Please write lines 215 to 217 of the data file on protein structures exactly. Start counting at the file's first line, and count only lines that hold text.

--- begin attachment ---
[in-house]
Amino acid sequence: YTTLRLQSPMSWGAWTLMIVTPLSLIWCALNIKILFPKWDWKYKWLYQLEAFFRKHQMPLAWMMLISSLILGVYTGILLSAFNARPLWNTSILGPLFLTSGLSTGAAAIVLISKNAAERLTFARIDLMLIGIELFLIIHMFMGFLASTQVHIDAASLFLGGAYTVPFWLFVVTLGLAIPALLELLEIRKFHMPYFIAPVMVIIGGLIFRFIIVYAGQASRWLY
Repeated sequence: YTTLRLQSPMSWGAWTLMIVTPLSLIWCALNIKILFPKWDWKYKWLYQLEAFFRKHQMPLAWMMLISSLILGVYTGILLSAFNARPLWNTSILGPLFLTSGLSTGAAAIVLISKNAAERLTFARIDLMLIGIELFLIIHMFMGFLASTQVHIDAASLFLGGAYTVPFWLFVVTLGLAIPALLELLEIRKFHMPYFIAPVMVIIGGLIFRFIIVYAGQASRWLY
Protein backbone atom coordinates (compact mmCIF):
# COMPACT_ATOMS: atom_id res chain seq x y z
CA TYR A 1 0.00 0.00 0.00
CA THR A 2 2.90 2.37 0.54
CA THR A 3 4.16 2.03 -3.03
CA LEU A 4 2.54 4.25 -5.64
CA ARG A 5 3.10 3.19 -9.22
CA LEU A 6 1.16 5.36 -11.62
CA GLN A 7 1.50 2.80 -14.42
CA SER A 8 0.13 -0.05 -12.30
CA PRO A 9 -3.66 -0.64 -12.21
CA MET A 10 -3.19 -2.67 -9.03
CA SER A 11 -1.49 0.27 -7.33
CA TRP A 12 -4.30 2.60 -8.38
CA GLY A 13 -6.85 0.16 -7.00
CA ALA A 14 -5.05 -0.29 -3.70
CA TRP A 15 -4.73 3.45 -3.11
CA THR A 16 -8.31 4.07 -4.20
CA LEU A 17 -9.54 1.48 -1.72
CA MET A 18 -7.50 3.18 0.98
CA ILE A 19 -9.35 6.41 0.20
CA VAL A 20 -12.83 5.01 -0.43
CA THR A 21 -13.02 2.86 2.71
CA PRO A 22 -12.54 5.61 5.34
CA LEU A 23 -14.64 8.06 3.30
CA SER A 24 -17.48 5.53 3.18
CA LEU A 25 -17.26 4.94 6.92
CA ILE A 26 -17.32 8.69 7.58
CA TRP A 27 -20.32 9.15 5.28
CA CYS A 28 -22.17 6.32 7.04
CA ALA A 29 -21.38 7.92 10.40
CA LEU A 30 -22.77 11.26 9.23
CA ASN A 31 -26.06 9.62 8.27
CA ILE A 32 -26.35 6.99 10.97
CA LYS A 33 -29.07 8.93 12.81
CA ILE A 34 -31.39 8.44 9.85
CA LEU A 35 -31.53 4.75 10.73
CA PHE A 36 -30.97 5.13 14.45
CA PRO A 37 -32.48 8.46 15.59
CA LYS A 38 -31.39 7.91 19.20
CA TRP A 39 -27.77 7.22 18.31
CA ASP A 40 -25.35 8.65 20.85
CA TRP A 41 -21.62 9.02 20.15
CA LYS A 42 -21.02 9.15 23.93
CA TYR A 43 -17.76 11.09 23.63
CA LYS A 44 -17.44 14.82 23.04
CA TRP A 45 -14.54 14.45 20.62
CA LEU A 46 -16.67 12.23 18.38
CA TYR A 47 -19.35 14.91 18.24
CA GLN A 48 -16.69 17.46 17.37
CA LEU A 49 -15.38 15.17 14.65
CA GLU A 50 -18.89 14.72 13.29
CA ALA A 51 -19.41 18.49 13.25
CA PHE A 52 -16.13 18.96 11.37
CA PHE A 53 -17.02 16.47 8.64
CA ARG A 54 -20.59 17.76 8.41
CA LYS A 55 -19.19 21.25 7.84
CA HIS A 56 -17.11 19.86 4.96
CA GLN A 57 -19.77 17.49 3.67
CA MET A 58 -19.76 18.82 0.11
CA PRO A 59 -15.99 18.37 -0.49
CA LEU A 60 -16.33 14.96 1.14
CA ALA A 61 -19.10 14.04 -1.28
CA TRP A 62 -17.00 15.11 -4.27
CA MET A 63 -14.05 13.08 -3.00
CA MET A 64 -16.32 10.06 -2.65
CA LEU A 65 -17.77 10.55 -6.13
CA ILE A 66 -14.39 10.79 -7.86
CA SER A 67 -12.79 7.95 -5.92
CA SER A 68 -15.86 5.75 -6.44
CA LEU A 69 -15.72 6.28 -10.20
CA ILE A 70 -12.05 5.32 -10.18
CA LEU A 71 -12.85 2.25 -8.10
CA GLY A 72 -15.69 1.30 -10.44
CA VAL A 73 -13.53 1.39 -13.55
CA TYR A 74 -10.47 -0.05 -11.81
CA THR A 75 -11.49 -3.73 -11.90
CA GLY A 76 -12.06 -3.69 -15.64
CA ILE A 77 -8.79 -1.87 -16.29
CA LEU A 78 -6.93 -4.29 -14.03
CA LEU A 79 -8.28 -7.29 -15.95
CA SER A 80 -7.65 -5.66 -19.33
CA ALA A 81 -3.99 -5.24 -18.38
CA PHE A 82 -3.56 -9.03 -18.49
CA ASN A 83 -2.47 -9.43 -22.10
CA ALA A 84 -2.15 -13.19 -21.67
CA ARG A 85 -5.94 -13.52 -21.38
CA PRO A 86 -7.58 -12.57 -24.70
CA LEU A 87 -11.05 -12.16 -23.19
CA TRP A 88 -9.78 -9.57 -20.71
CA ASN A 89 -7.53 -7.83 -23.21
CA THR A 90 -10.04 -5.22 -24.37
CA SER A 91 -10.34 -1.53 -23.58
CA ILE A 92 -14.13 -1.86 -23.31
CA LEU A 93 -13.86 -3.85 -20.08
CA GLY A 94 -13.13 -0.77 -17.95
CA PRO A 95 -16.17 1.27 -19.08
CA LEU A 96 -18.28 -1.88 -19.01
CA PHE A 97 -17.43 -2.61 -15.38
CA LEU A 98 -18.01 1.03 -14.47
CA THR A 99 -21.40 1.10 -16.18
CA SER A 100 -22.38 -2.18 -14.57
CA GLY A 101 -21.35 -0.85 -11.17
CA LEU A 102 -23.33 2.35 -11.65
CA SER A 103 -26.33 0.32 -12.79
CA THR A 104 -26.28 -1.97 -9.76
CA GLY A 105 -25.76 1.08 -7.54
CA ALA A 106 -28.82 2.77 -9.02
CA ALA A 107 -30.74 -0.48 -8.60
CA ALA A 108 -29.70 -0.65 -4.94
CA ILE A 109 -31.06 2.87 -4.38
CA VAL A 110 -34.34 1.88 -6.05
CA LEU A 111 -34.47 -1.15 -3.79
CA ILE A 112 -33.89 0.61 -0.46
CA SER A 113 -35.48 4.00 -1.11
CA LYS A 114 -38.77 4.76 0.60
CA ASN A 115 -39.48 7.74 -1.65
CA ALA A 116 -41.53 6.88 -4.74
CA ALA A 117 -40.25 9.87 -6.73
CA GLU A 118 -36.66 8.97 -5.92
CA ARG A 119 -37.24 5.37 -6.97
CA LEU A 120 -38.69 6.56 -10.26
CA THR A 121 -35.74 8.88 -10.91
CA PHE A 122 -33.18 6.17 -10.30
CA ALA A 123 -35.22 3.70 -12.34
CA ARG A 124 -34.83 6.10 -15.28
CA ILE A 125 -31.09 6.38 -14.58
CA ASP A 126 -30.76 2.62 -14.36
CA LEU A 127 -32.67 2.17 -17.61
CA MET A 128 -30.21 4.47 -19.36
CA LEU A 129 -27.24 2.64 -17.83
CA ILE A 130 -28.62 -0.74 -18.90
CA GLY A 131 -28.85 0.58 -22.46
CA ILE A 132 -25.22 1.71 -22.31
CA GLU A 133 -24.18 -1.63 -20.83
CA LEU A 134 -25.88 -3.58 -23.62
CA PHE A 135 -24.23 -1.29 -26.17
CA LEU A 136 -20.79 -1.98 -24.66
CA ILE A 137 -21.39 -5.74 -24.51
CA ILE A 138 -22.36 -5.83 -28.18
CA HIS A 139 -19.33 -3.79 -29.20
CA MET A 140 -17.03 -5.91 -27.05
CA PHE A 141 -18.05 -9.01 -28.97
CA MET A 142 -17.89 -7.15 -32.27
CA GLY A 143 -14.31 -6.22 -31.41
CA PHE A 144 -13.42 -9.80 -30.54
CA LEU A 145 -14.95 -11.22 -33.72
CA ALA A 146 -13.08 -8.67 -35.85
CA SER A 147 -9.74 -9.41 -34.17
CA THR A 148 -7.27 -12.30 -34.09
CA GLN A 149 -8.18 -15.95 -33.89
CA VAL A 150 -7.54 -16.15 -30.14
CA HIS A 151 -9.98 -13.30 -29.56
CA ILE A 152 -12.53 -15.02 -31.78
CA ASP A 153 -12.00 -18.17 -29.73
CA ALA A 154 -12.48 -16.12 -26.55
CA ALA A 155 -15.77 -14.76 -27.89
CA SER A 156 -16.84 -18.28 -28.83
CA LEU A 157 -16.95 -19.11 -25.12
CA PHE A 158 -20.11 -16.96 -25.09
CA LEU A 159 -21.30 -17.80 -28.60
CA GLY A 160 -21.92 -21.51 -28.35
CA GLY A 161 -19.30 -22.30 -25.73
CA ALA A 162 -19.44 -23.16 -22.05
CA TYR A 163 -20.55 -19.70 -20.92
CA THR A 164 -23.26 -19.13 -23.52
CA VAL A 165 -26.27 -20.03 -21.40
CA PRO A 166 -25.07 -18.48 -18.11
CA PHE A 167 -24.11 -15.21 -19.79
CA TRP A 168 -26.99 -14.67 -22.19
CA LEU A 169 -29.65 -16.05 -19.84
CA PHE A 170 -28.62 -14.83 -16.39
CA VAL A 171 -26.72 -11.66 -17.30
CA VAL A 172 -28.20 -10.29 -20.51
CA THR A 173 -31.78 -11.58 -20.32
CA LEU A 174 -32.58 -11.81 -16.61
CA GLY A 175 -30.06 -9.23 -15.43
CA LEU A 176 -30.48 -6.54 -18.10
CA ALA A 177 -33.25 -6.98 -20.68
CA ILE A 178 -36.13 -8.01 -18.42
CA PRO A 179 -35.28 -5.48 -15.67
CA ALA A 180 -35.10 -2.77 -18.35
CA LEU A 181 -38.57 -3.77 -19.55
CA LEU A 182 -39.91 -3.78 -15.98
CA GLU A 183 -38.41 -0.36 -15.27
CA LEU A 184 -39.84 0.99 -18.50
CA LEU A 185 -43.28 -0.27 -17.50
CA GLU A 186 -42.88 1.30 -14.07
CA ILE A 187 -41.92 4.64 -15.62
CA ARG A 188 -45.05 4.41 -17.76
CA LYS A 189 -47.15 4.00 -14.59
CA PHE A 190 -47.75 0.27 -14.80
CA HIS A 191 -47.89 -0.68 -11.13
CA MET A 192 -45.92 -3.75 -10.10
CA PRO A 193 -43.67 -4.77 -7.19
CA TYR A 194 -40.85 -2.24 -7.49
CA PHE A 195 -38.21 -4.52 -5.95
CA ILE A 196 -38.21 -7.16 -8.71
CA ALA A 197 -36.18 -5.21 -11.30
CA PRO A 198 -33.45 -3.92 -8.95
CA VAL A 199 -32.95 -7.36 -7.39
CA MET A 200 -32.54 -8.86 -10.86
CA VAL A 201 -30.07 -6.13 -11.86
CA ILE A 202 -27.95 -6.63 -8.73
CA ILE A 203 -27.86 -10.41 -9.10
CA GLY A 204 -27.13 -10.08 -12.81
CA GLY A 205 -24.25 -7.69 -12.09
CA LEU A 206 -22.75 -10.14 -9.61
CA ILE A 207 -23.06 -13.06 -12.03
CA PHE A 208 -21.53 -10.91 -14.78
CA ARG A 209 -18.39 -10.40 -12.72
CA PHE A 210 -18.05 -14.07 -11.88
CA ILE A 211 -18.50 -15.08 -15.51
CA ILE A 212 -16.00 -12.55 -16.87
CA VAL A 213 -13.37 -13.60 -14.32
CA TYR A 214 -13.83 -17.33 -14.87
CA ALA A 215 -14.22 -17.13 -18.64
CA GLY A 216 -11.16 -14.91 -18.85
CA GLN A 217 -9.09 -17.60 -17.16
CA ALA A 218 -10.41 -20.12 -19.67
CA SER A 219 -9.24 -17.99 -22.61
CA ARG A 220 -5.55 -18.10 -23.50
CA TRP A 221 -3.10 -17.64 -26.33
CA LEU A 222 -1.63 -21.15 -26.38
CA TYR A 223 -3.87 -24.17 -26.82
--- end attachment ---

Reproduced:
CA PHE A 210 -18.05 -14.07 -11.88
CA ILE A 211 -18.50 -15.08 -15.51
CA ILE A 212 -16.00 -12.55 -16.87